A new poll out concludes that "an overwhelming majority of Americans (87%) say it is important that candidates for President and Congress have a basic understanding of the science informing public policy issues." This belief is bipartisan, with both Democratic and Republican voters (as well as Independents) agreeing that in our modern age science has a large and necessary role in making policy. But there are some caveats.
The poll was commissioned by ResearchAmerica (a polling organization) and ScienceDebate.org (a non-profit organization). Analysis of the data collected from over 1000 U.S. adults was done by Zogby Analytics.
Results show a clear desire by the American public for presidential candidates and members of Congress to include science in their decision-making. You can see a PDF of the summary slides at this URL. (Be sure to scroll down to see all the graphs and tables.) There are a few take-away lessons from the poll.
First, a vast majority of the public believe that public policy must be based on the best available science.
The public also believes that candidates should be required to have a basic understanding of the science necessary to govern:
And that majority is (somewhat) non-partisan, with Democrats, Republicans, and even Independents agreeing that basic science understanding is important.
As the graph above shows, Democrats are somewhat more likely to believe science understanding is necessary (92% [very + somewhat important]) than Republicans (90%) and Independents (79%). These trends are reflected in most of the other graphs in the study. (see PDF for full results).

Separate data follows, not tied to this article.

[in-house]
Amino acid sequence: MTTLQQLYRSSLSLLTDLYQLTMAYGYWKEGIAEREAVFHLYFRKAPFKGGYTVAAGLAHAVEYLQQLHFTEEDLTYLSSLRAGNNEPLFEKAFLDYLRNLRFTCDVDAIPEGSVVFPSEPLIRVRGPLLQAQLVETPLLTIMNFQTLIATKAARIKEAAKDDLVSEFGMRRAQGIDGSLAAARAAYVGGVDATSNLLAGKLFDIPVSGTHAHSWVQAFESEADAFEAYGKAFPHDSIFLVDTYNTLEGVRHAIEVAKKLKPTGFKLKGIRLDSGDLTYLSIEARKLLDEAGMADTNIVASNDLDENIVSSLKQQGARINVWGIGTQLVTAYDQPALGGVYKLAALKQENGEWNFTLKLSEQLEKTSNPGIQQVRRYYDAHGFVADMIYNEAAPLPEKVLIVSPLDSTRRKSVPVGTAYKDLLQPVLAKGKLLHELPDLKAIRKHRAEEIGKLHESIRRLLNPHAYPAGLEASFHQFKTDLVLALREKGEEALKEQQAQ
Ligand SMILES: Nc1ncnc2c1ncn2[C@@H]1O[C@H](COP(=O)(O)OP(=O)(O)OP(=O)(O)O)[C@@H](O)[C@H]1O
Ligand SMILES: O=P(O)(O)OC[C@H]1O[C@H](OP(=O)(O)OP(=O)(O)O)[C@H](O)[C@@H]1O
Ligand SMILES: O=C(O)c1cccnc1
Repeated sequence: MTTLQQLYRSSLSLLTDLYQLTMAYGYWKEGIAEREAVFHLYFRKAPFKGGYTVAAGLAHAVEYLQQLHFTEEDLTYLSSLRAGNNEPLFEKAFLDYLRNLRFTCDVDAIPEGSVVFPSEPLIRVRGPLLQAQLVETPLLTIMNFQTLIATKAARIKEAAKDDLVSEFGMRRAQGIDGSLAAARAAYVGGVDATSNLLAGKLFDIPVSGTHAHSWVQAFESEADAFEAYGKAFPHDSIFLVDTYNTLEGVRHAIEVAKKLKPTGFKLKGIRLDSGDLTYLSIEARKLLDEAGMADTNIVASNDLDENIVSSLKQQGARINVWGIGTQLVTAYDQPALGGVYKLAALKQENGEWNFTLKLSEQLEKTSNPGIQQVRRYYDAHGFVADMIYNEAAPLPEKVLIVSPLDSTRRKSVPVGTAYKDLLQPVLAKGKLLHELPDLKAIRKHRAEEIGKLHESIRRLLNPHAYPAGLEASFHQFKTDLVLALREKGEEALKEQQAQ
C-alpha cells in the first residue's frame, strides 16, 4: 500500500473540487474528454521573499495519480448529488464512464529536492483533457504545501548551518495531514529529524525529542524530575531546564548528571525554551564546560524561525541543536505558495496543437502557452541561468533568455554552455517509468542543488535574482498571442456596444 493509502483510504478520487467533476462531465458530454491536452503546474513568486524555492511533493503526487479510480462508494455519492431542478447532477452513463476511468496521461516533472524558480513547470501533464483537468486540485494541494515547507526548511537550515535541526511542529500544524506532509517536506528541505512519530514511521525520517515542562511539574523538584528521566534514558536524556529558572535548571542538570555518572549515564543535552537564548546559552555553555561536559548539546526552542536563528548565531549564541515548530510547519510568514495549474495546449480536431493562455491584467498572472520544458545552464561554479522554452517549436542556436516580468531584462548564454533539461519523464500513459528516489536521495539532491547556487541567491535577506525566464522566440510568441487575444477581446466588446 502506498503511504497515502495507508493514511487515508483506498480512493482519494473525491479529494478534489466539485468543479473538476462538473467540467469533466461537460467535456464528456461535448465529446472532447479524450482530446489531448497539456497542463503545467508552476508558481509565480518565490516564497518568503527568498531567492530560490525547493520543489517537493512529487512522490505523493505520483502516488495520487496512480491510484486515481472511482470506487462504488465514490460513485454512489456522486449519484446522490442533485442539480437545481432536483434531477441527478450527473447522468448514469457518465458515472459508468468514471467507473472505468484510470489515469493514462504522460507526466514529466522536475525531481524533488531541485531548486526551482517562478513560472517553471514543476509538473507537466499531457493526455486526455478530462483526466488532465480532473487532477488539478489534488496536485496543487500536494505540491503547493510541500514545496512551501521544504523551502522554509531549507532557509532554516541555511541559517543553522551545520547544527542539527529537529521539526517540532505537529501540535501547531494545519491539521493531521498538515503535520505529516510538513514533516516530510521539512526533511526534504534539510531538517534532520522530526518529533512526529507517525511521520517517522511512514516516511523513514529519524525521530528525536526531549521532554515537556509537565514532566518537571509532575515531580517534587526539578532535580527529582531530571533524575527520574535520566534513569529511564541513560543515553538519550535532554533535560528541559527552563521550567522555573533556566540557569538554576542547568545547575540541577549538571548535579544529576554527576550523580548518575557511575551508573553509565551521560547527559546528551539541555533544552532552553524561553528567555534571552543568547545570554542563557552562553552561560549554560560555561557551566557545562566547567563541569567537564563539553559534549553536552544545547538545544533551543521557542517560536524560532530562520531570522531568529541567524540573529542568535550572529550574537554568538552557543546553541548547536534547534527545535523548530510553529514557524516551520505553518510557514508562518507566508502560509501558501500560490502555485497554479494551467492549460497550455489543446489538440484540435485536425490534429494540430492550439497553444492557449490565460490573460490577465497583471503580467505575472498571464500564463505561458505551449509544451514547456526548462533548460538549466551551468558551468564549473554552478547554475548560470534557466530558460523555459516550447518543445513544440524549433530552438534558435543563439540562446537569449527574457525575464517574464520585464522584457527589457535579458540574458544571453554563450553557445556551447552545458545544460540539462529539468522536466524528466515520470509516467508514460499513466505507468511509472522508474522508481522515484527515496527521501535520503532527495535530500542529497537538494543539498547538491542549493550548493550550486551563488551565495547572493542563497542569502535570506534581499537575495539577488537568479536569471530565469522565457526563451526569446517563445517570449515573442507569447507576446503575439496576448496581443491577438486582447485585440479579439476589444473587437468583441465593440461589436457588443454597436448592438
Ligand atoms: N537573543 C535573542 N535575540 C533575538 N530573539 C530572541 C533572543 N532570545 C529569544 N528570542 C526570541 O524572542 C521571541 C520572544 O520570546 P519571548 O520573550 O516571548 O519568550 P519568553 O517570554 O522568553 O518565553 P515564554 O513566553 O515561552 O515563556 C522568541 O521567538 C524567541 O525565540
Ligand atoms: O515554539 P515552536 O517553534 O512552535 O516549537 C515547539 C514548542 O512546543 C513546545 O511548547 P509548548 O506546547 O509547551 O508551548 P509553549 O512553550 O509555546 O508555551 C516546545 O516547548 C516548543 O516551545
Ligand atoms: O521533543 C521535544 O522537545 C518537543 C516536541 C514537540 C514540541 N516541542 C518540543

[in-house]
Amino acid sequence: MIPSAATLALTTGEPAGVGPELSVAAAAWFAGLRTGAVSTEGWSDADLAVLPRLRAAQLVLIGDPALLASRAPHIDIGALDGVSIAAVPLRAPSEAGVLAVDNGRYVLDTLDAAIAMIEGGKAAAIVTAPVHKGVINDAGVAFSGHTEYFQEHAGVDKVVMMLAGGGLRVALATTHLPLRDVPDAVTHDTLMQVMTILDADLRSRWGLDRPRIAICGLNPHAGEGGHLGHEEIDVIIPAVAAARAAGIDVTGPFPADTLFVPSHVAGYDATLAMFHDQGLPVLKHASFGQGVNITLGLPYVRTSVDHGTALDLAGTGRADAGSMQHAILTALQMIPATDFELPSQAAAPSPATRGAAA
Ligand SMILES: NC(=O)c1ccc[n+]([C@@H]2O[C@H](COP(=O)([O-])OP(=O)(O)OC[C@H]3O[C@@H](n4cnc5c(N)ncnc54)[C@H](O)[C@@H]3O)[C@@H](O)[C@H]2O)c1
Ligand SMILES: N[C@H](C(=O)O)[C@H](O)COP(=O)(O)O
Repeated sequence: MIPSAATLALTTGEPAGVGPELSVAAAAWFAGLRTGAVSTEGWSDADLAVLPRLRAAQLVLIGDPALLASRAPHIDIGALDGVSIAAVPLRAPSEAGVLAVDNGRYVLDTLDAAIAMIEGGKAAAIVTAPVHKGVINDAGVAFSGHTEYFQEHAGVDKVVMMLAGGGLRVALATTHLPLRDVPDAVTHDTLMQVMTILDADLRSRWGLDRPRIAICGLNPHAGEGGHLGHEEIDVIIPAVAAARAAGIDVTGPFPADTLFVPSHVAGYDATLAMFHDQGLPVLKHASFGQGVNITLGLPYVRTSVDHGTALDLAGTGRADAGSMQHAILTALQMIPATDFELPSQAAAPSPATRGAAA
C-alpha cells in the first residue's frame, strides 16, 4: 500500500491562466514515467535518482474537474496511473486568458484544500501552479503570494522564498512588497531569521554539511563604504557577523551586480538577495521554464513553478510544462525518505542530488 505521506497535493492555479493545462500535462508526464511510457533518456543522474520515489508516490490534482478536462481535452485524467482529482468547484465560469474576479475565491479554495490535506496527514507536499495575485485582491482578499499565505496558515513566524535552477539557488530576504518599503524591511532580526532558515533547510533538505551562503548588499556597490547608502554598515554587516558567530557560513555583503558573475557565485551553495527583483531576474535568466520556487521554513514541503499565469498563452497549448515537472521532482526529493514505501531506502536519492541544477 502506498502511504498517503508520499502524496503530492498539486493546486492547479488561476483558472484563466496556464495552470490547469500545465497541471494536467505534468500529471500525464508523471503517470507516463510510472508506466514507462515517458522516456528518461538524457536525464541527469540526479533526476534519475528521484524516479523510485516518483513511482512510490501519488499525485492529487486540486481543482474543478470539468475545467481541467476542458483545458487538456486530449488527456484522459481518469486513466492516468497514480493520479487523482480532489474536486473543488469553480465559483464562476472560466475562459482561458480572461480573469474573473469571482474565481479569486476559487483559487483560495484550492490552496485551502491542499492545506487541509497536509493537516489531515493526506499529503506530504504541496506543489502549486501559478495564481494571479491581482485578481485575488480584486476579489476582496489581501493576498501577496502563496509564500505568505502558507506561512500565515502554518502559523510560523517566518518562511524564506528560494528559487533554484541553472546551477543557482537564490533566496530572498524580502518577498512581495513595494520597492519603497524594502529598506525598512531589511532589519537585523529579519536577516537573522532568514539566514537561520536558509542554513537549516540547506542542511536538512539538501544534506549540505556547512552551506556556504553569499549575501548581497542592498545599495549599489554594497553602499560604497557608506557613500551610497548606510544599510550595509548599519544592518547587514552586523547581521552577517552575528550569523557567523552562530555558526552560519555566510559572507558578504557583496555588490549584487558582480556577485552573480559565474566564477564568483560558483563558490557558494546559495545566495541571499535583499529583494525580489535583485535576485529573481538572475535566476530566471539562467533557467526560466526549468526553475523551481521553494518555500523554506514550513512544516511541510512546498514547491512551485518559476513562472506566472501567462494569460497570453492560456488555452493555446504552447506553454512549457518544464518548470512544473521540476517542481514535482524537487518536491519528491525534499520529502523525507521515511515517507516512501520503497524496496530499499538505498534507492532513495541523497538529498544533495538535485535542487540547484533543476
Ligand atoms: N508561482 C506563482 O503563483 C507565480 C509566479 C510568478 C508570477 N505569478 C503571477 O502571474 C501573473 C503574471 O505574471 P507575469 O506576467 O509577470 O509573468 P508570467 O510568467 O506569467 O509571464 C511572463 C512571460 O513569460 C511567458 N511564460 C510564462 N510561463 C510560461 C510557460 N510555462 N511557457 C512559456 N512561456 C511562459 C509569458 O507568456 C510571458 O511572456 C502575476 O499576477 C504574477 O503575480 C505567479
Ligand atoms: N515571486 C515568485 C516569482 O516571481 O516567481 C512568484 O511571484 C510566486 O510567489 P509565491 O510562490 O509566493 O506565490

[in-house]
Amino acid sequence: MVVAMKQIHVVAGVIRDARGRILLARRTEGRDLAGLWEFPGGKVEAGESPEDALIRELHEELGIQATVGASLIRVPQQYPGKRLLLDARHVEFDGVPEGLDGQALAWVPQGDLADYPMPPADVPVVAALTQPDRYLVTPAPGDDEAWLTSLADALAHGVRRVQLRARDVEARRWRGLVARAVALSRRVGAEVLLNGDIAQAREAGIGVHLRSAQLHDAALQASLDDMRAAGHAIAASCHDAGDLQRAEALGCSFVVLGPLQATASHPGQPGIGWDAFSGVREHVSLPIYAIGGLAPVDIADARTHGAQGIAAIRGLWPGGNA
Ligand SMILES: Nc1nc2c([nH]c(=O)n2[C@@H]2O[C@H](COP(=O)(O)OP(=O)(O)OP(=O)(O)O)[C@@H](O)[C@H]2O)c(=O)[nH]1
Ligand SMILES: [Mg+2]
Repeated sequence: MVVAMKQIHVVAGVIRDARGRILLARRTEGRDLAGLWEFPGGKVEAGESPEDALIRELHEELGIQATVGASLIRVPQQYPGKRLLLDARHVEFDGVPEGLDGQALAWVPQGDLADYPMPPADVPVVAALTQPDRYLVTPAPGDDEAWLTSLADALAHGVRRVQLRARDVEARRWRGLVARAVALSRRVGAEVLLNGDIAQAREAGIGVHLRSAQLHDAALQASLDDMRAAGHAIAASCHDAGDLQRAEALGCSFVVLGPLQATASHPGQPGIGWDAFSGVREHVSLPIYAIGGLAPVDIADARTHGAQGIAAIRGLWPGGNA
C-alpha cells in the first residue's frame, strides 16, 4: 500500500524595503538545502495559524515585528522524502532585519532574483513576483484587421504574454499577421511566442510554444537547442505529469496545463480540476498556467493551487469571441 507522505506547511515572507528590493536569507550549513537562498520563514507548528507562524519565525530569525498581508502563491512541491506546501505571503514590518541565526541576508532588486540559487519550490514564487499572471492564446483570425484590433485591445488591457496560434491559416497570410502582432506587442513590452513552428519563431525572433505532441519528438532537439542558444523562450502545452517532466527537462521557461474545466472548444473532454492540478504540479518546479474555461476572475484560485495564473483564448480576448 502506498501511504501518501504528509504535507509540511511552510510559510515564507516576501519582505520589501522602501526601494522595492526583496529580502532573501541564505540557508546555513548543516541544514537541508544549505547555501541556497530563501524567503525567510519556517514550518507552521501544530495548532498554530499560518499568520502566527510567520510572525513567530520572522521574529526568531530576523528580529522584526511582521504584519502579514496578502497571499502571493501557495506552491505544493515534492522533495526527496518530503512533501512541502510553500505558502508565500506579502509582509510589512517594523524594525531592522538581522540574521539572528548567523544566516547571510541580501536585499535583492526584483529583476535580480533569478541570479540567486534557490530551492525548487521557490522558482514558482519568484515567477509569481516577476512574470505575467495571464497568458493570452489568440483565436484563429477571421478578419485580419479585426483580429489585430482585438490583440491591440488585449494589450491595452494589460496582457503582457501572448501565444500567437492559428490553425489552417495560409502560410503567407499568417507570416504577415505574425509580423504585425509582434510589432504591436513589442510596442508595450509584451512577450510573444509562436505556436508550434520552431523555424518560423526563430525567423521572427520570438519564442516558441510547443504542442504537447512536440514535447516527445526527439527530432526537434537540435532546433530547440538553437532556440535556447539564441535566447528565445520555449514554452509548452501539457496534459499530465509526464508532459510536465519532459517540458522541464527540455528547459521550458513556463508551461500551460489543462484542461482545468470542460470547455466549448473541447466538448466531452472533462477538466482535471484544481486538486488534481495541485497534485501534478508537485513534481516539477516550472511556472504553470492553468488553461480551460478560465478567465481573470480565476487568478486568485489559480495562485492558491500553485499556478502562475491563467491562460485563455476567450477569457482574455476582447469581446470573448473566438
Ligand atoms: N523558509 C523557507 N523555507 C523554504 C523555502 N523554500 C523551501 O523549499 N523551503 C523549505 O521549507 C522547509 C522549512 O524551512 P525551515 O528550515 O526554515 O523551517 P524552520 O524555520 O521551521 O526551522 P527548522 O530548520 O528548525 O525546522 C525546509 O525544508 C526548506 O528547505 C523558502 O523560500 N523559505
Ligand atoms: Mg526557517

What does this all mean?
The main messages from the poll are that Americans believe science is important, that it should inform policy decisions, and that the presidential and congressional candidates have an obligation to have at least a basic understanding of the relevant science needed for decision-making. These beliefs are held across all Americans no matter what their party affiliation.
At least that is what they say.
The reality is much more revealing. While the vast majority of the public proclaims that public policies should be based on the best available science (77%), less than half of that same public (45%) believe they are even somewhat informed about the positions of the candidates on science.
Furthermore, what people are saying in response to poll questions doesn't appear to accurately reflect their voting habits. In the poll, strong majorities of both Republicans and Democrats say they believe in science and that candidates should too, but that clearly isn't the case in real life. For example, all the Republican candidates for President have repeatedly and aggressively touted their disdain for climate science, offering up various forms of denial as a matter of course. Even those who previously supported action and whose home states are most at risk (e.g., Florida, Louisiana, New York, California) have denied the science. And yet they lead the polls. Clearly Republican voters answer questions differently than they demand from their candidates.